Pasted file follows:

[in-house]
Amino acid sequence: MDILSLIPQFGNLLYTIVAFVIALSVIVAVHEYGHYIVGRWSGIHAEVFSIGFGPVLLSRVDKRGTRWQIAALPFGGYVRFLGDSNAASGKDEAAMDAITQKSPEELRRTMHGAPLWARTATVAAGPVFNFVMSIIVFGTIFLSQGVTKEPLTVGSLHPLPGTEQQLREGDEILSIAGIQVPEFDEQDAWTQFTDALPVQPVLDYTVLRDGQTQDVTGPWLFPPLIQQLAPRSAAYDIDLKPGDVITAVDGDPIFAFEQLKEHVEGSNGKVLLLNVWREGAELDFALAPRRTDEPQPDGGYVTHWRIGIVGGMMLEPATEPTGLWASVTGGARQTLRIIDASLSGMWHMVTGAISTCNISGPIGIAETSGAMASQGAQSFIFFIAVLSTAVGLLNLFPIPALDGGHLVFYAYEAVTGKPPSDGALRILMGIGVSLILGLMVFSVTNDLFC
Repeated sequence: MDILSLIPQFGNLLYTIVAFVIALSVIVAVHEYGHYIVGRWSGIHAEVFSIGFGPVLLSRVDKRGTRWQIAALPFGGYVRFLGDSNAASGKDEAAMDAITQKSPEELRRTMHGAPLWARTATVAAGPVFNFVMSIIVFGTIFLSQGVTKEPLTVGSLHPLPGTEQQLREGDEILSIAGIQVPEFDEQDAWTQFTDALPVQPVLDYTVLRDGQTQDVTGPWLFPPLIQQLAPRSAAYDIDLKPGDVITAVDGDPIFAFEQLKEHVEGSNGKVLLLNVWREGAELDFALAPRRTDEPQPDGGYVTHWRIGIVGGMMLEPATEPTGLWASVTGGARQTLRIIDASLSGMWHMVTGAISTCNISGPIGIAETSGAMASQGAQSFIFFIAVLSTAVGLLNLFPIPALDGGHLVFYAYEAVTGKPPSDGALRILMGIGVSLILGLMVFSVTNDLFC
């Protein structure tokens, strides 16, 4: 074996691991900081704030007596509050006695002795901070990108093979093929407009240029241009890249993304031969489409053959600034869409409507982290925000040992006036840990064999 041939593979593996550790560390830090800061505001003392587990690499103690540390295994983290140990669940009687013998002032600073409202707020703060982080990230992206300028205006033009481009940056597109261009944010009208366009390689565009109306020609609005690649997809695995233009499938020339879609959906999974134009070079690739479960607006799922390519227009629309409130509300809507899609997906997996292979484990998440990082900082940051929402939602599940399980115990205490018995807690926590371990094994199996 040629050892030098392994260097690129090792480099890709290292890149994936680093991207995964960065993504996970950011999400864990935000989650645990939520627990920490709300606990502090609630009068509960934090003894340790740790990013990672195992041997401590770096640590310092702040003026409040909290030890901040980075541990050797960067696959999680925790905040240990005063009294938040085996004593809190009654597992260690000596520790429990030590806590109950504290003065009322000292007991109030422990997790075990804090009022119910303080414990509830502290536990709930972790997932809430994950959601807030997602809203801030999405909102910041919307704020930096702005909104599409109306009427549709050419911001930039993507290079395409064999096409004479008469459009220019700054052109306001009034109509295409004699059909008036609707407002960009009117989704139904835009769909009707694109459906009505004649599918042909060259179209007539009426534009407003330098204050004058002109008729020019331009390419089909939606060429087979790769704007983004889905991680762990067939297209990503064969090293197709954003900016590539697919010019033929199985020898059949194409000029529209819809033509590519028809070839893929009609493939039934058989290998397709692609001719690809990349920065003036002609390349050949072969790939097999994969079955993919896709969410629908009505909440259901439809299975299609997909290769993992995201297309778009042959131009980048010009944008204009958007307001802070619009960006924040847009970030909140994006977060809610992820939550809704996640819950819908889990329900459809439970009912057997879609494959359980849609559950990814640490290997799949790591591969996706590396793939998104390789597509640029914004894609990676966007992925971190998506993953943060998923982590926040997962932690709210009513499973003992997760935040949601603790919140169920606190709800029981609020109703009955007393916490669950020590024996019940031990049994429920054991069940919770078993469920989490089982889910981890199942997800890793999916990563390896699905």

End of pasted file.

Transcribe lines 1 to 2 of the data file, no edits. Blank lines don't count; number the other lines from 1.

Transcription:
[in-house]
Amino acid sequence: MDILSLIPQFGNLLYTIVAFVIALSVIVAVHEYGHYIVGRWSGIHAEVFSIGFGPVLLSRVDKRGTRWQIAALPFGGYVRFLGDSNAASGKDEAAMDAITQKSPEELRRTMHGAPLWARTATVAAGPVFNFVMSIIVFGTIFLSQGVTKEPLTVGSLHPLPGTEQQLREGDEILSIAGIQVPEFDEQDAWTQFTDALPVQPVLDYTVLRDGQTQDVTGPWLFPPLIQQLAPRSAAYDIDLKPGDVITAVDGDPIFAFEQLKEHVEGSNGKVLLLNVWREGAELDFALAPRRTDEPQPDGGYVTHWRIGIVGGMMLEPATEPTGLWASVTGGARQTLRIIDASLSGMWHMVTGAISTCNISGPIGIAETSGAMASQGAQSFIFFIAVLSTAVGLLNLFPIPALDGGHLVFYAYEAVTGKPPSDGALRILMGIGVSLILGLMVFSVTNDLFC